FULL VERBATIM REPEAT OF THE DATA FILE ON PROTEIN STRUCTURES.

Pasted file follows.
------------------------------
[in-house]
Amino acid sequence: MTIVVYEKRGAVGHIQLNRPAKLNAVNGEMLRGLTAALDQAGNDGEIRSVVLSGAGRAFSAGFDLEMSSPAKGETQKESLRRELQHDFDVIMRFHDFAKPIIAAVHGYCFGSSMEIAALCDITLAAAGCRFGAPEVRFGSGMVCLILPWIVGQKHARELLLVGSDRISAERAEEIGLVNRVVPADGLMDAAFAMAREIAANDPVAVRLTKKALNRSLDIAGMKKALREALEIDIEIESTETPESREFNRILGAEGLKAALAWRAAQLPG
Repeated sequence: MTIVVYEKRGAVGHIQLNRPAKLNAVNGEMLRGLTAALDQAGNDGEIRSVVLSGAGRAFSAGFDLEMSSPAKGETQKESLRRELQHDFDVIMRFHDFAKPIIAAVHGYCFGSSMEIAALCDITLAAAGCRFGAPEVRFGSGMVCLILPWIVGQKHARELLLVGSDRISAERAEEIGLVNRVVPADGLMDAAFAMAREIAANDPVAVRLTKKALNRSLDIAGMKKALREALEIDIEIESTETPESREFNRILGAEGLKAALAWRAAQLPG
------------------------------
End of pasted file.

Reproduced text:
[in-house]
Amino acid sequence: MTIVVYEKRGAVGHIQLNRPAKLNAVNGEMLRGLTAALDQAGNDGEIRSVVLSGAGRAFSAGFDLEMSSPAKGETQKESLRRELQHDFDVIMRFHDFAKPIIAAVHGYCFGSSMEIAALCDITLAAAGCRFGAPEVRFGSGMVCLILPWIVGQKHARELLLVGSDRISAERAEEIGLVNRVVPADGLMDAAFAMAREIAANDPVAVRLTKKALNRSLDIAGMKKALREALEIDIEIESTETPESREFNRILGAEGLKAALAWRAAQLPG
Repeated sequence: MTIVVYEKRGAVGHIQLNRPAKLNAVNGEMLRGLTAALDQAGNDGEIRSVVLSGAGRAFSAGFDLEMSSPAKGETQKESLRRELQHDFDVIMRFHDFAKPIIAAVHGYCFGSSMEIAALCDITLAAAGCRFGAPEVRFGSGMVCLILPWIVGQKHARELLLVGSDRISAERAEEIGLVNRVVPADGLMDAAFAMAREIAANDPVAVRLTKKALNRSLDIAGMKKALREALEIDIEIESTETPESREFNRILGAEGLKAALAWRAAQLPG